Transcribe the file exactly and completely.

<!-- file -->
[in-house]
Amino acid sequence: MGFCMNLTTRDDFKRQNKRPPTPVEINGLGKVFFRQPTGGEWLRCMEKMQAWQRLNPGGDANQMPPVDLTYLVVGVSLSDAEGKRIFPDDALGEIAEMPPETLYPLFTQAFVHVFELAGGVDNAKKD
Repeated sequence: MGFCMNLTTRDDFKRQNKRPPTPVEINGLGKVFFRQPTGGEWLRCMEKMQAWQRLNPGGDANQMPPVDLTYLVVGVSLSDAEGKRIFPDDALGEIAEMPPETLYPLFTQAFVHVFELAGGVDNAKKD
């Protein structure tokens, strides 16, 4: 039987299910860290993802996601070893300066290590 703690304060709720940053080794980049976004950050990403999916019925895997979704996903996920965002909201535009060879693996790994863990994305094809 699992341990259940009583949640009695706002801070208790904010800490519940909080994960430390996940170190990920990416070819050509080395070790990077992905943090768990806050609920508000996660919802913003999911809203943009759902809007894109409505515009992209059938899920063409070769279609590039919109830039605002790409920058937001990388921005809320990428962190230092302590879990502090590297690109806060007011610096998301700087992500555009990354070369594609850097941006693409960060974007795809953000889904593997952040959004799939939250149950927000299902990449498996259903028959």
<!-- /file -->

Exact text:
[in-house]
Amino acid sequence: MGFCMNLTTRDDFKRQNKRPPTPVEINGLGKVFFRQPTGGEWLRCMEKMQAWQRLNPGGDANQMPPVDLTYLVVGVSLSDAEGKRIFPDDALGEIAEMPPETLYPLFTQAFVHVFELAGGVDNAKKD
Repeated sequence: MGFCMNLTTRDDFKRQNKRPPTPVEINGLGKVFFRQPTGGEWLRCMEKMQAWQRLNPGGDANQMPPVDLTYLVVGVSLSDAEGKRIFPDDALGEIAEMPPETLYPLFTQAFVHVFELAGGVDNAKKD
């Protein structure tokens, strides 16, 4: 039987299910860290993802996601070893300066290590 703690304060709720940053080794980049976004950050990403999916019925895997979704996903996920965002909201535009060879693996790994863990994305094809 699992341990259940009583949640009695706002801070208790904010800490519940909080994960430390996940170190990920990416070819050509080395070790990077992905943090768990806050609920508000996660919802913003999911809203943009759902809007894109409505515009992209059938899920063409070769279609590039919109830039605002790409920058937001990388921005809320990428962190230092302590879990502090590297690109806060007011610096998301700087992500555009990354070369594609850097941006693409960060974007795809953000889904593997952040959004799939939250149950927000299902990449498996259903028959």